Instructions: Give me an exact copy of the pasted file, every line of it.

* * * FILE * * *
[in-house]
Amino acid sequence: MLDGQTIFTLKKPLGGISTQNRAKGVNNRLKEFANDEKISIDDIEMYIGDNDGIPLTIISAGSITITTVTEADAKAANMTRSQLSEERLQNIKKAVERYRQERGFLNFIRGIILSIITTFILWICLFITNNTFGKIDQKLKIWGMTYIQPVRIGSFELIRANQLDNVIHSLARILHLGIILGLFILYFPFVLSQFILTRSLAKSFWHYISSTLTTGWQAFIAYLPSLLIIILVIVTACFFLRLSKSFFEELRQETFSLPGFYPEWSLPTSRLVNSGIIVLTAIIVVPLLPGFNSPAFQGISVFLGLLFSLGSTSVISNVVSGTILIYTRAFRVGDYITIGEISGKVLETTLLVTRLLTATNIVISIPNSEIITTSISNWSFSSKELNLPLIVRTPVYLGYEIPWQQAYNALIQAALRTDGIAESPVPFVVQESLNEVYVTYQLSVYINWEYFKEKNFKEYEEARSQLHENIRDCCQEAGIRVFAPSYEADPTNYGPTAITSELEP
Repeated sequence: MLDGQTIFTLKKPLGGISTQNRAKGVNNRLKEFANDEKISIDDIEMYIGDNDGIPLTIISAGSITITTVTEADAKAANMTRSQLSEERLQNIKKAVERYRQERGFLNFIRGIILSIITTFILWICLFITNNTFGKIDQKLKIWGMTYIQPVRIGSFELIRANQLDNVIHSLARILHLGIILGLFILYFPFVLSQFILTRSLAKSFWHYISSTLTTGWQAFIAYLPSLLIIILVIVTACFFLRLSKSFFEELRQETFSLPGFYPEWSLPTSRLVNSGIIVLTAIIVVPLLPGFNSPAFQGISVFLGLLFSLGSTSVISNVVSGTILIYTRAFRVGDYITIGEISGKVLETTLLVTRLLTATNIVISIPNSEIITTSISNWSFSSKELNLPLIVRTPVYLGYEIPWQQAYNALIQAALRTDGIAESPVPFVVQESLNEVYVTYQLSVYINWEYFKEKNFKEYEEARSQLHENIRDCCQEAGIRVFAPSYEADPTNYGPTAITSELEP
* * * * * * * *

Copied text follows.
[in-house]
Amino acid sequence: MLDGQTIFTLKKPLGGISTQNRAKGVNNRLKEFANDEKISIDDIEMYIGDNDGIPLTIISAGSITITTVTEADAKAANMTRSQLSEERLQNIKKAVERYRQERGFLNFIRGIILSIITTFILWICLFITNNTFGKIDQKLKIWGMTYIQPVRIGSFELIRANQLDNVIHSLARILHLGIILGLFILYFPFVLSQFILTRSLAKSFWHYISSTLTTGWQAFIAYLPSLLIIILVIVTACFFLRLSKSFFEELRQETFSLPGFYPEWSLPTSRLVNSGIIVLTAIIVVPLLPGFNSPAFQGISVFLGLLFSLGSTSVISNVVSGTILIYTRAFRVGDYITIGEISGKVLETTLLVTRLLTATNIVISIPNSEIITTSISNWSFSSKELNLPLIVRTPVYLGYEIPWQQAYNALIQAALRTDGIAESPVPFVVQESLNEVYVTYQLSVYINWEYFKEKNFKEYEEARSQLHENIRDCCQEAGIRVFAPSYEADPTNYGPTAITSELEP
Repeated sequence: MLDGQTIFTLKKPLGGISTQNRAKGVNNRLKEFANDEKISIDDIEMYIGDNDGIPLTIISAGSITITTVTEADAKAANMTRSQLSEERLQNIKKAVERYRQERGFLNFIRGIILSIITTFILWICLFITNNTFGKIDQKLKIWGMTYIQPVRIGSFELIRANQLDNVIHSLARILHLGIILGLFILYFPFVLSQFILTRSLAKSFWHYISSTLTTGWQAFIAYLPSLLIIILVIVTACFFLRLSKSFFEELRQETFSLPGFYPEWSLPTSRLVNSGIIVLTAIIVVPLLPGFNSPAFQGISVFLGLLFSLGSTSVISNVVSGTILIYTRAFRVGDYITIGEISGKVLETTLLVTRLLTATNIVISIPNSEIITTSISNWSFSSKELNLPLIVRTPVYLGYEIPWQQAYNALIQAALRTDGIAESPVPFVVQESLNEVYVTYQLSVYINWEYFKEKNFKEYEEARSQLHENIRDCCQEAGIRVFAPSYEADPTNYGPTAITSELEP